But not everyone believes the same things. This is why a brand-builder must choose who to lose. There is no message, no belief system, that appeals to everyone.

The Democratic party and the Republican party dominate American politics even though just fifty-eight percent of Americans align themselves with either of these two brands.

In a survey of self-identified “Liberal Democrats” and self-identified “Conservative Republicans,” Experian Simmons identified the Top 15 favorite television shows of each group.

Not a single show was on both lists.

Not one.

Liberals prefer shows of moral ambiguity like Mad Men, Dexter, 90210 and Breaking Bad, where the good people aren’t entirely good and the bad people aren’t entirely bad.

“I don’t mean to make light of it, but Democrats seem to like shows about damaged people,” said John Fetto, senior marketing manager at Experian Simmons. “Those are the kind of shows Republicans just stay away from.”

Conservatives prefer shows where hard work and talent are clearly rewarded. Reality shows and contests like American Idol, Dancing with the Stars, Survivor and The Bachelor scored high with this group.


Interesting information, right? But not really surprising when you think about it. Narcissus saw his reflection in a pool of water and fell in love with the person he saw.

Confirmation bias strikes again.

How can you use this information to make money?

1. Quit trying to change your customer’s mind.
2. Tell them they’re right.
3. Confirm their suspicions.
4. Demonize their enemies.
5. Let them see themselves when they look at you.

Do these things and you’ll make more money (or friend?). Usually, a lot more money.

But a strange thing happens when you “go along to get along,” when you agree with people you don’t respect, when you fail to speak out against injustice, when you allow etiquette and expediency to quietly replace compassion and courage:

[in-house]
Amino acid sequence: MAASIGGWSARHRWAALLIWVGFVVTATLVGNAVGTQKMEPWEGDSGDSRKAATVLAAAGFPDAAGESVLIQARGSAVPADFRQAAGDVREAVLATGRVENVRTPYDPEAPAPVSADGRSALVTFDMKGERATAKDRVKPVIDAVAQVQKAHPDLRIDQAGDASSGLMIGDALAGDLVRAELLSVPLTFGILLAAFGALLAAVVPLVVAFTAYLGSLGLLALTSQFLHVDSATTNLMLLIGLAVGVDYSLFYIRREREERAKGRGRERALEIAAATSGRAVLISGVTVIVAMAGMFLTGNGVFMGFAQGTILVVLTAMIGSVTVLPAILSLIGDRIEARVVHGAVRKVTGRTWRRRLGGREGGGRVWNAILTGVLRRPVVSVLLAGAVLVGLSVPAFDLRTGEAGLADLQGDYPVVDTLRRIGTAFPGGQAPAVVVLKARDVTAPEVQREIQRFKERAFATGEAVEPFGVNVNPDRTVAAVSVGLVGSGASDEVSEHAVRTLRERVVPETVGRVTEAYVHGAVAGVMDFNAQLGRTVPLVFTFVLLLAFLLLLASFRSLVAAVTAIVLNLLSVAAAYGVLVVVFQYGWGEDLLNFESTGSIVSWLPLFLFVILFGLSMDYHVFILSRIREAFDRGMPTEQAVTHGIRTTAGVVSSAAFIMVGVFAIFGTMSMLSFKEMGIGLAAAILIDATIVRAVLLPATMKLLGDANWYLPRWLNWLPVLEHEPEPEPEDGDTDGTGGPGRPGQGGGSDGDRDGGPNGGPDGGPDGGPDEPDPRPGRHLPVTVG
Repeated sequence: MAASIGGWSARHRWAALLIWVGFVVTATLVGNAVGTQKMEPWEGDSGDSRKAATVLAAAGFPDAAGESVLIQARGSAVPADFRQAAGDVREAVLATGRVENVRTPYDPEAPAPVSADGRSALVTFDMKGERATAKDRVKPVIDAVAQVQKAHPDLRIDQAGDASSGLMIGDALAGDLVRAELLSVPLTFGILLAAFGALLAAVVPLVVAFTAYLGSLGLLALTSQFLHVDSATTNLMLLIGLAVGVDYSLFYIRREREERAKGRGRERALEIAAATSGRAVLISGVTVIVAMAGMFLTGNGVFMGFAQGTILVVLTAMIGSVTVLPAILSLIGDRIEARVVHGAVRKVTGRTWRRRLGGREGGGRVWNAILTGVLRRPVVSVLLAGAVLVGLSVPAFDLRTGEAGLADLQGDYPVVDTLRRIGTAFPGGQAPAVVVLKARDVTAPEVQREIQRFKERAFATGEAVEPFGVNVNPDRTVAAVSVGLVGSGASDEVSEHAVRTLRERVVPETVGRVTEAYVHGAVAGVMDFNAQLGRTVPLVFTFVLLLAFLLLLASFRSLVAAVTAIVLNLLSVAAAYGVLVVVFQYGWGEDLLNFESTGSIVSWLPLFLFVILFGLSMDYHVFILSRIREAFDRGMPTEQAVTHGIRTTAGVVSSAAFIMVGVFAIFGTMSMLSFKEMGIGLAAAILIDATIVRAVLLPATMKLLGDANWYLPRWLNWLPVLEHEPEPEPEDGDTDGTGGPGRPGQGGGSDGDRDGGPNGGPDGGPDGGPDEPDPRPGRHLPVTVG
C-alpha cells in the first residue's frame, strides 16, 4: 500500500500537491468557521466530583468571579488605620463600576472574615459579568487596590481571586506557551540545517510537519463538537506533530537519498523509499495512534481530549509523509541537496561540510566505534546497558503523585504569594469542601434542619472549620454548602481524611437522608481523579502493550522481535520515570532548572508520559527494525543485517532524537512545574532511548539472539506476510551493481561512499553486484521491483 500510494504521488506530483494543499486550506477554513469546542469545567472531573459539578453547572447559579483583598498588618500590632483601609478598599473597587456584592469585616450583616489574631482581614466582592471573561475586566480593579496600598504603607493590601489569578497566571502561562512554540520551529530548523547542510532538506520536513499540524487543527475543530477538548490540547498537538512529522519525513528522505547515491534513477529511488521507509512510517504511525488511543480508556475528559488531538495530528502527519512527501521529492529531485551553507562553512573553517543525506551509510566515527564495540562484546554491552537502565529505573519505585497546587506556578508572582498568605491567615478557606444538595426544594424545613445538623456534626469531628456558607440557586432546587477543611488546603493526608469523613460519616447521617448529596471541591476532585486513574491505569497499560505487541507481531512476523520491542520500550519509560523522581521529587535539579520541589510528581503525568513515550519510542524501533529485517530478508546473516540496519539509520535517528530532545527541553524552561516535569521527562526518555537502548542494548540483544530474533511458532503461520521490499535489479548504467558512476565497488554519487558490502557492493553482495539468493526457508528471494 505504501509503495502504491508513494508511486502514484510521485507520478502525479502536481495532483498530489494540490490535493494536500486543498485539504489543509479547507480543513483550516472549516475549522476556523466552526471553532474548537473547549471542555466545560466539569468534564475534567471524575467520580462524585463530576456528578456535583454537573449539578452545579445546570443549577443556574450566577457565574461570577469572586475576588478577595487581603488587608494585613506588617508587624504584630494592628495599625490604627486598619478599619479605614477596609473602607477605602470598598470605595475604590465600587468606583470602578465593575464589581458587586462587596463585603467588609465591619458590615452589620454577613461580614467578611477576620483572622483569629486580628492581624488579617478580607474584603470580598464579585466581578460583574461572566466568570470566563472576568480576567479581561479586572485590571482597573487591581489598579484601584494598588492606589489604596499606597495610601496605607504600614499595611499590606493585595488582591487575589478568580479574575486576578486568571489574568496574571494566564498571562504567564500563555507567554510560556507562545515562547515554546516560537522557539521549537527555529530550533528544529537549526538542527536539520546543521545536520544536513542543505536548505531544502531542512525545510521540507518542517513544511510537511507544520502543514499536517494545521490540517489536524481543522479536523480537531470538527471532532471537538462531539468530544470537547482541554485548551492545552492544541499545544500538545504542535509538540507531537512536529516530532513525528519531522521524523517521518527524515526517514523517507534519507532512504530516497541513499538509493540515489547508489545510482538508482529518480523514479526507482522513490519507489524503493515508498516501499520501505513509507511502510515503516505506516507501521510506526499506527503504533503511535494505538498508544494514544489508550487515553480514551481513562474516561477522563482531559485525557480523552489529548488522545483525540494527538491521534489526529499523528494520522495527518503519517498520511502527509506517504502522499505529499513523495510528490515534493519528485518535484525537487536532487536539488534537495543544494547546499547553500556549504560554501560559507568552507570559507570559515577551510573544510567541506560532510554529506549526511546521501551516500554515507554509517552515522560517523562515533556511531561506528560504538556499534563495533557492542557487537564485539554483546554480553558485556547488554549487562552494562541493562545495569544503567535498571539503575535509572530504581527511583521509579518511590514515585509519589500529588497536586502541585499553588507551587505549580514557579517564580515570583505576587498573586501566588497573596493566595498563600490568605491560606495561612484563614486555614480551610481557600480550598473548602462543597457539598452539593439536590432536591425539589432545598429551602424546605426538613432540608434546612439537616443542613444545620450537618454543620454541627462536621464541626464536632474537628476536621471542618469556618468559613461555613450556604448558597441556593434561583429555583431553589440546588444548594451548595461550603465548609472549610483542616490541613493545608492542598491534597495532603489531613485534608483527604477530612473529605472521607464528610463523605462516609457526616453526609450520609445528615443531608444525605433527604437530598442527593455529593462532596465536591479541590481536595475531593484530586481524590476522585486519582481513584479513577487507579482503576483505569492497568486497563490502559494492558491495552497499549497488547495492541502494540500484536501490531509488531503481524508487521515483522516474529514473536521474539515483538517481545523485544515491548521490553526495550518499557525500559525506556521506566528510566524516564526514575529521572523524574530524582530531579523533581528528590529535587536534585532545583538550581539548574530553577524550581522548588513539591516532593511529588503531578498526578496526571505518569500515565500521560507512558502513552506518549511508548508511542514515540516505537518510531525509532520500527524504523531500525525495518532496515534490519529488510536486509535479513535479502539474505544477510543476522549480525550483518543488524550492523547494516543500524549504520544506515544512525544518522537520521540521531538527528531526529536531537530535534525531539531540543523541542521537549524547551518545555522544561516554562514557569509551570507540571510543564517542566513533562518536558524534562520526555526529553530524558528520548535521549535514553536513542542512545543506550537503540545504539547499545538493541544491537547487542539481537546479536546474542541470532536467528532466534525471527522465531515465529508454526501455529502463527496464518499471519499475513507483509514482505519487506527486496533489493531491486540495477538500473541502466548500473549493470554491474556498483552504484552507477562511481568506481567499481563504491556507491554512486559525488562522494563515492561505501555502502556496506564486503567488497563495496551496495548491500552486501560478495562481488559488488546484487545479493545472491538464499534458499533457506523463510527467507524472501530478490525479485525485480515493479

You look in the mirror and you no longer like who you see.

How do we remain open to seeing things from a new perspective without losing clarity of self in the process?

If I ever figure it out, I’ll let you know.

Roy H. Williams

Now, returning to my friend who said: “We’ll expect this to be successful.” Is he a bad person? No, he isn’t… he just doesn’t exist as a person. There is a person he thinks he is, he hopes he is, he pushes in front of him as HE, he who doesn’t exist. But there is a real self inside that he doesn’t know about, that accepts him, accepts his behavior, his delusions, his cowardice, his settling for less, without judgment. This is the Creator/Witness/Observer aspect we all have.

When you manage to remove the barriers between these two selves, a whole new life becomes possible for you. You will stop pretending to get love, attention, appreciation that you didn’t earn. You will stop trying to be someone you aren’t. You will start working with what you have, and earning what you earn. You will not need others loving you, because you already have as much love as you need: your Creator aspect already loves you.

You’ll experience freedom, creativity, powers, and self-expression. Because little by little you’ll have a self that you can like, that you can love. When you’ll look in the mirror, you’ll like the person who is there… and you’ll love your life.

When you like yourself, you love your life. That is the bottom line.

The Unconditional Love Activator, especially infused in your drinking water, can take you there faster than anything I know.

It only takes a few minutes to infuse your water… and it works quite fast.

Read more from Sophie Benshitta Maven at yourvibration.com Raise Your Vibration with Sophie



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Sophie Benshitta Maven

Sophie Benshitta Maven

Publish at Raise your vibration www.yourvibration.com true empath, coach, publisher, mad scientist, living a life that is worth living